Daughter to sue police and state over loyalist murder of Dinny Mullen in Moy

Denise Mullan Fox
Denise Mullan Fox

THE daughter of an SDLP activist who was murdered by loyalist gunmen outside Moy nearly 40 years ago, has launched High Courtproceedings against the Chief Constable of the PSNI, the Ministry of Defence and the Secretary of State.

Denis, or ‘Dinny’ Mullen as he was known, died in a hail of gunfire at the home he shared with his wife Olive and two young children.

Mr Mullen had recently been appointed to the post of Ambulance Controller at South Tyrone Hospital, and was a well known SDLP activist who campaigned for civil rights along with his wife.

His daughter, Denise, and representatives of another Mid Ulster family, have served High Court Writs on the authorities, alleging that the British government and its agencies, “facilitated or otherwise sanctioned ‘collusion’” in the murders of their loved ones by the notorious Glenanne Gang.

The loyalist murder gang has been associated with the killings of up to 120 people in a terrorist spree which spanned a five year period in the late 1970s across Mid Ulster.

The family of Aughamullan man, Patrick Falls, who died in a gun attack on Falls’ Bar on November 20, 1974, is also pursuing legal action, which is being taken on their behalf by KRW Law Human Rights Lawyers.

Kevin Winters, KRW Law spokesman, explained: “A total of 32 families have agreed to take part in the mass litigation which will allege that the British Government and its agencies, the Police, the military and the Northern Ireland Office facilitated or otherwise sanctioned ‘collusion’.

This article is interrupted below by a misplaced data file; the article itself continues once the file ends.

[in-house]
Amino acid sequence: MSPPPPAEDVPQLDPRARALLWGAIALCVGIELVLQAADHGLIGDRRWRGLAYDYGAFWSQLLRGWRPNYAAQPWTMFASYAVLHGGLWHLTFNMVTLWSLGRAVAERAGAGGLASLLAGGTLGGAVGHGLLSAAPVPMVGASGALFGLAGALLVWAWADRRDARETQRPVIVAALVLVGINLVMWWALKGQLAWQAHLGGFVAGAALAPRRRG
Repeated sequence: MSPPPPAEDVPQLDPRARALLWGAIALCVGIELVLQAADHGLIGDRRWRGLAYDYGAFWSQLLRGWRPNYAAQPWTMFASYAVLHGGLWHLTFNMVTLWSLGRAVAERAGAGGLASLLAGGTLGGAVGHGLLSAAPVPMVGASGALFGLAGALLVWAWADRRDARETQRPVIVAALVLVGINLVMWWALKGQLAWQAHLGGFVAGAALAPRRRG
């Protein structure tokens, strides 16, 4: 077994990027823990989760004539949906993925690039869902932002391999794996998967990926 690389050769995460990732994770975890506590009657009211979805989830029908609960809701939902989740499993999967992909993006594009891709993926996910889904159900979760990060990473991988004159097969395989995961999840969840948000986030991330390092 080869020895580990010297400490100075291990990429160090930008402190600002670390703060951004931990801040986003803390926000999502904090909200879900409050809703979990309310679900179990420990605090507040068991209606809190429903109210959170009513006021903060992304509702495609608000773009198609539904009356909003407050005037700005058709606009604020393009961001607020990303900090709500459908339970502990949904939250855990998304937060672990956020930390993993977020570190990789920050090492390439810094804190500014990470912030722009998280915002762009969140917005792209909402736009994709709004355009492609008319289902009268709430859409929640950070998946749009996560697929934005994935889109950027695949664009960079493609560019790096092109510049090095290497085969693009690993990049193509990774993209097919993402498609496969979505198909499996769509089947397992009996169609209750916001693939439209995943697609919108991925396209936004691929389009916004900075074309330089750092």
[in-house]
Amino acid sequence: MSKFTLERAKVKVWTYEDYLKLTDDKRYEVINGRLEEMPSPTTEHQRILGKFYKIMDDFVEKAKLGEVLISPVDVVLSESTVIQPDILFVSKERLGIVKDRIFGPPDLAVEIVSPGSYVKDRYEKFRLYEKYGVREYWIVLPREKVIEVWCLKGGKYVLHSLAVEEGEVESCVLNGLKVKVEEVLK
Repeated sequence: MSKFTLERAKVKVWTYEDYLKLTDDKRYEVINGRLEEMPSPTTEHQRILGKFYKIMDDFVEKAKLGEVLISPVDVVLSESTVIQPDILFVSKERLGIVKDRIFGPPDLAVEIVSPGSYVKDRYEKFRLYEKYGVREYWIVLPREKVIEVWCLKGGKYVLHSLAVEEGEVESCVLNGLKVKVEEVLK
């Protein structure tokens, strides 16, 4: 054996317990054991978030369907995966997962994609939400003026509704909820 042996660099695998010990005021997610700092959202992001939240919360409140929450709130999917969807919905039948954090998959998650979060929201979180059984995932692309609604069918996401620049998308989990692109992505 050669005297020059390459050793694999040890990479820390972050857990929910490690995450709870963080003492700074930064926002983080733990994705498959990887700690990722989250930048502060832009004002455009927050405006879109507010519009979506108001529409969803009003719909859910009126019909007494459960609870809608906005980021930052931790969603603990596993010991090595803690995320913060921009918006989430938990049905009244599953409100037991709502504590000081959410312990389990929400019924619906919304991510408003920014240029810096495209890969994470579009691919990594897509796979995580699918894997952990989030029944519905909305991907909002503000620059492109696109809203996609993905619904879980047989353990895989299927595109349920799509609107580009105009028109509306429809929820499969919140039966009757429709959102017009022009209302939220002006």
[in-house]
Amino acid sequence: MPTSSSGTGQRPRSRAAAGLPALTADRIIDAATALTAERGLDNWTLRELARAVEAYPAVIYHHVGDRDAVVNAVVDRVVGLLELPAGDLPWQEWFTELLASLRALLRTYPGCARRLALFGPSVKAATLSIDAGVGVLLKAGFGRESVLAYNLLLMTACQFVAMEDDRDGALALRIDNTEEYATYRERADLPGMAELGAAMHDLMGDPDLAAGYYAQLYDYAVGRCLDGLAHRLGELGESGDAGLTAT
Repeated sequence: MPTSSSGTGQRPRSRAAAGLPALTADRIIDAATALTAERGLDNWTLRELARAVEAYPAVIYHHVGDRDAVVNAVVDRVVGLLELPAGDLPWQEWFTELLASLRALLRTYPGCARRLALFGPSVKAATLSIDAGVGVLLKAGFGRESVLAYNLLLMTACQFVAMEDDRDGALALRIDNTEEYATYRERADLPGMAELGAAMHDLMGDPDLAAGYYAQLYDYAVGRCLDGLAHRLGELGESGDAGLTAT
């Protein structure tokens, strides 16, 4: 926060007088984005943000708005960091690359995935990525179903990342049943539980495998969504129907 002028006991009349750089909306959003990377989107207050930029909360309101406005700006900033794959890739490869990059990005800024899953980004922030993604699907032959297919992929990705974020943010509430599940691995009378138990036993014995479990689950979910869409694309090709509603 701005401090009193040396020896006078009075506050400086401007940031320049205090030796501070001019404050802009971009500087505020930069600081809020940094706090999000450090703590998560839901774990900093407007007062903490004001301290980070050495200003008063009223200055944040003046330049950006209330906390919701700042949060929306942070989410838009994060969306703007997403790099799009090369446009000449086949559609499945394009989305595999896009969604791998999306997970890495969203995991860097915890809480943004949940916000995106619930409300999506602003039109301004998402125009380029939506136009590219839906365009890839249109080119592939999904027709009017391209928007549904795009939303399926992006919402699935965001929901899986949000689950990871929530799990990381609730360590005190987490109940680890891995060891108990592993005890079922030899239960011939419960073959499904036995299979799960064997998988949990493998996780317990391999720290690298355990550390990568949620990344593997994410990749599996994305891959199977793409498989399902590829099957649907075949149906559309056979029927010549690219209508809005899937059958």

“The law suits lodged in the High Court in Belfast claim damages for personal injuries, distress and post traumatic stress by reason of misfeasance in public office, negligence, assault, battery, conspiracy to perform an individual act and breach of statutory duty.”

According to the families’ lawyer, “The failure of the PSNI to sanction an overarching, thematic HET Report linking all of the atrocities together and the recent collapse of the Haass proposals on The Past has left many families with little alternative but to take legal action”.

The test civil action has been supported by some findings made by the Historical Enquiries Team (HET) together with archive researching by the Pat Finucane Centre (PFC) as set out in Lethal Allies - British Collusion in Ireland, concluded the legal representative.